According to U.S. regulations, startups that give employees options must have their valuation audited by professional experts on an annual basis. Repricing stocks means the valuation goes down but not necessarily at the same rate. This means that if a startup’s valuation goes down from $200 million to $170 million—a 15% drop—the drop in the cost of exercising options could be as much as 50%. This is why experts in the industry assume many startups will use their mandatory annual valuation assessments to update employees’ option terms, in an effort to maintain their staff.
In public companies, repricing is not a popular move among investors as it lets executives monetize their options without meeting the company’s goals or improving the stock’s performance. Startups are a different story as the executives usually hold significant stakes in the company while the option plan is meant for the general staff. That being the case, in startups, repricing is better for the average employee than it is for the top executives that take the heat for a dropped valuation on their investment.
According to Shalom Bendor, this drop normally amounts to double-digit percentages. Repricing and the drop in valuation require the approval of both the company’s board of directors and the local tax authority and the process itself could cost the company dozens of thousands of shekels, he added.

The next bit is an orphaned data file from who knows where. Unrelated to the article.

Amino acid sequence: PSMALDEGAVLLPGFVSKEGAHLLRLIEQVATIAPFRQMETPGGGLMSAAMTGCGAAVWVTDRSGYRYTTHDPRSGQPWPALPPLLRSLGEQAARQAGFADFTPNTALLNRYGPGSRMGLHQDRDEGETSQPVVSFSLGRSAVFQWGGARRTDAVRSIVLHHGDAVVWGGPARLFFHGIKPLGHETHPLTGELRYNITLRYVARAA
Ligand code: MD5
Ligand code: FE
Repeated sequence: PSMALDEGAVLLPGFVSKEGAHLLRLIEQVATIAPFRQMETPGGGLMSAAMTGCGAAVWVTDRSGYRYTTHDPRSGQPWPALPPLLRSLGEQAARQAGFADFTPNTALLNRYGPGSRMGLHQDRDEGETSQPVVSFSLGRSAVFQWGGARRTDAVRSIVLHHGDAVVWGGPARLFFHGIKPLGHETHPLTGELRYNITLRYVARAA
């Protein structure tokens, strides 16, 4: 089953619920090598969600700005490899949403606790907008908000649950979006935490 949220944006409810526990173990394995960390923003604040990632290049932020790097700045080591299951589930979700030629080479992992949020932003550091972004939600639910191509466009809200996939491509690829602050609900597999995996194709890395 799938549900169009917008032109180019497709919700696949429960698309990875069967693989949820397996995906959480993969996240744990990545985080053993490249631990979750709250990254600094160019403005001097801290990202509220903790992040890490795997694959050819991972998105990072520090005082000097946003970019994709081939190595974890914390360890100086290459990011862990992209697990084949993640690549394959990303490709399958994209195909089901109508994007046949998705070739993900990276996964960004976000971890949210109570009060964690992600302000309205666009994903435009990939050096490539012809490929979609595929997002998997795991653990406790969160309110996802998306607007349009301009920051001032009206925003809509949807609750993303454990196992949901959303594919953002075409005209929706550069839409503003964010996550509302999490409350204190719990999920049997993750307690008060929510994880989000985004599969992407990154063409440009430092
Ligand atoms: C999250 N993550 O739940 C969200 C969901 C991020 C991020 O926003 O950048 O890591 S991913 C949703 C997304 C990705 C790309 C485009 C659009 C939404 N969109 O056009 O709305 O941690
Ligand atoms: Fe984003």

Secondary options were a huge trend in 2019 but it is over now, Ayal Shenhav, head of the tech department at Israel-based firm GKH Law Offices, told Calcalist. If someone somehow manages to raise money right now, they are going to want all of it to go into the company’s pockets and not into the hands of founders, funds or employees, he said.
Shenhav believes the repricing trend will continue to grow. “Pay cuts and the repricing of options go hand in hand,” he said, adding that venture capital funds are unlikely to oppose such a move as it will not necessarily dilute their holdings in startups or force them to update the value of their investment. Shenhav also emphasized funds place a high value in maintaining tech talent and repricing can help with that.
Even if Shenhav is right that venture capital funds have no reason to oppose repricing, it remains to be seen whether their representatives on startups’ boards of directors will be susceptible to it. Dinur, for example, believes there is no rush to reprice options, that are calculated at a significantly lower valuation than that taken into account for funding rounds. “CEOs have more pressing issues to address right now,” he said.
Exercising options, even after repricing, still requires tens of thousands of shekels from employees, many of whom would normally take out a loan to do so. At these uncertain times, many people might be wary or unable to get a hold of such a sum and Shenhav believes companies and tax authorities should give employees that have been let go more time to exercise their options, than the standard 90-days currently in effect.